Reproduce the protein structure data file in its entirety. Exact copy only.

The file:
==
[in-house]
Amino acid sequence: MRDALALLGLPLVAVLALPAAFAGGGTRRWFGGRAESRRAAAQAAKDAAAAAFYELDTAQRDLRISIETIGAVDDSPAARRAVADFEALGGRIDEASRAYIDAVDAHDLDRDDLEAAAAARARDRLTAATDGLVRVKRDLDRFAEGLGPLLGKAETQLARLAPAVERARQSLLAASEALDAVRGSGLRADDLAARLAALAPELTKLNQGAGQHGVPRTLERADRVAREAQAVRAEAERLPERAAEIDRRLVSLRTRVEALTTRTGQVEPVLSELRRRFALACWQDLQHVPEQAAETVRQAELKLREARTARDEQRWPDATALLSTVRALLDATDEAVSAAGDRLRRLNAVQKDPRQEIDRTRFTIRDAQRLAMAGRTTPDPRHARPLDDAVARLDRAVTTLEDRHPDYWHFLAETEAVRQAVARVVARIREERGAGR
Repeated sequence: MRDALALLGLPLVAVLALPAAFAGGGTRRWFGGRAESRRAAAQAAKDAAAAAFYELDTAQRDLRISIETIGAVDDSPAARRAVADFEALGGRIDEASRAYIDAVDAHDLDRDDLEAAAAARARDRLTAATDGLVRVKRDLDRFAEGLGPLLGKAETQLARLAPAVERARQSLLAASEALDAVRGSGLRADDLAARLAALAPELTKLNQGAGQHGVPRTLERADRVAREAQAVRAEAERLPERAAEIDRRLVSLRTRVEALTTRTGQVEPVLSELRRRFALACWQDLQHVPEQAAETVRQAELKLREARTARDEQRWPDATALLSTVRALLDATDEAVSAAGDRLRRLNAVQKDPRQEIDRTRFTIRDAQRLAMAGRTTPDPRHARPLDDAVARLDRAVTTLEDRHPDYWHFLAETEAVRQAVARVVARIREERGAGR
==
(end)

[in-house]
Amino acid sequence: MRDALALLGLPLVAVLALPAAFAGGGTRRWFGGRAESRRAAAQAAKDAAAAAFYELDTAQRDLRISIETIGAVDDSPAARRAVADFEALGGRIDEASRAYIDAVDAHDLDRDDLEAAAAARARDRLTAATDGLVRVKRDLDRFAEGLGPLLGKAETQLARLAPAVERARQSLLAASEALDAVRGSGLRADDLAARLAALAPELTKLNQGAGQHGVPRTLERADRVAREAQAVRAEAERLPERAAEIDRRLVSLRTRVEALTTRTGQVEPVLSELRRRFALACWQDLQHVPEQAAETVRQAELKLREARTARDEQRWPDATALLSTVRALLDATDEAVSAAGDRLRRLNAVQKDPRQEIDRTRFTIRDAQRLAMAGRTTPDPRHARPLDDAVARLDRAVTTLEDRHPDYWHFLAETEAVRQAVARVVARIREERGAGR
Repeated sequence: MRDALALLGLPLVAVLALPAAFAGGGTRRWFGGRAESRRAAAQAAKDAAAAAFYELDTAQRDLRISIETIGAVDDSPAARRAVADFEALGGRIDEASRAYIDAVDAHDLDRDDLEAAAAARARDRLTAATDGLVRVKRDLDRFAEGLGPLLGKAETQLARLAPAVERARQSLLAASEALDAVRGSGLRADDLAARLAALAPELTKLNQGAGQHGVPRTLERADRVAREAQAVRAEAERLPERAAEIDRRLVSLRTRVEALTTRTGQVEPVLSELRRRFALACWQDLQHVPEQAAETVRQAELKLREARTARDEQRWPDATALLSTVRALLDATDEAVSAAGDRLRRLNAVQKDPRQEIDRTRFTIRDAQRLAMAGRTTPDPRHARPLDDAVARLDRAVTTLEDRHPDYWHFLAETEAVRQAVARVVARIREERGAGR